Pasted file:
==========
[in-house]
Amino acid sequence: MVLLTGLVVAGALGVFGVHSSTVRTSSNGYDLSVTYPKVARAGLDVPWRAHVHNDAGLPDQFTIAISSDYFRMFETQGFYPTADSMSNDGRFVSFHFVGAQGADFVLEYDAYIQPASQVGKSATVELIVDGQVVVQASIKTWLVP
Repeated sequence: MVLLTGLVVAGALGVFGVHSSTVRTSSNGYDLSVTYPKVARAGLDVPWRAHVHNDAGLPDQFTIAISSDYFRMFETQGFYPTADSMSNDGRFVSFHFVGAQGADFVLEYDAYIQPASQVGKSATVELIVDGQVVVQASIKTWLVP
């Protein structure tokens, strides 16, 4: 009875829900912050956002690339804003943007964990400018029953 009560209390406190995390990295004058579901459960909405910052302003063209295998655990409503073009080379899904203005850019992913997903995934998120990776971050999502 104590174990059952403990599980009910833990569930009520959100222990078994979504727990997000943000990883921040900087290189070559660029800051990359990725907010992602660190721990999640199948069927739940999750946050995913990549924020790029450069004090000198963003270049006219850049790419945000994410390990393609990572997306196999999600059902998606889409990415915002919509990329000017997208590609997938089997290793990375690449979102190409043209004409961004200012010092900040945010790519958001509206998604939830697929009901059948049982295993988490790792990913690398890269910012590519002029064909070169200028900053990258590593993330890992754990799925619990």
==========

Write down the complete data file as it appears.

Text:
[in-house]
Amino acid sequence: MVLLTGLVVAGALGVFGVHSSTVRTSSNGYDLSVTYPKVARAGLDVPWRAHVHNDAGLPDQFTIAISSDYFRMFETQGFYPTADSMSNDGRFVSFHFVGAQGADFVLEYDAYIQPASQVGKSATVELIVDGQVVVQASIKTWLVP
Repeated sequence: MVLLTGLVVAGALGVFGVHSSTVRTSSNGYDLSVTYPKVARAGLDVPWRAHVHNDAGLPDQFTIAISSDYFRMFETQGFYPTADSMSNDGRFVSFHFVGAQGADFVLEYDAYIQPASQVGKSATVELIVDGQVVVQASIKTWLVP
């Protein structure tokens, strides 16, 4: 009875829900912050956002690339804003943007964990400018029953 009560209390406190995390990295004058579901459960909405910052302003063209295998655990409503073009080379899904203005850019992913997903995934998120990776971050999502 104590174990059952403990599980009910833990569930009520959100222990078994979504727990997000943000990883921040900087290189070559660029800051990359990725907010992602660190721990999640199948069927739940999750946050995913990549924020790029450069004090000198963003270049006219850049790419945000994410390990393609990572997306196999999600059902998606889409990415915002919509990329000017997208590609997938089997290793990375690449979102190409043209004409961004200012010092900040945010790519958001509206998604939830697929009901059948049982295993988490790792990913690398890269910012590519002029064909070169200028900053990258590593993330890992754990799925619990």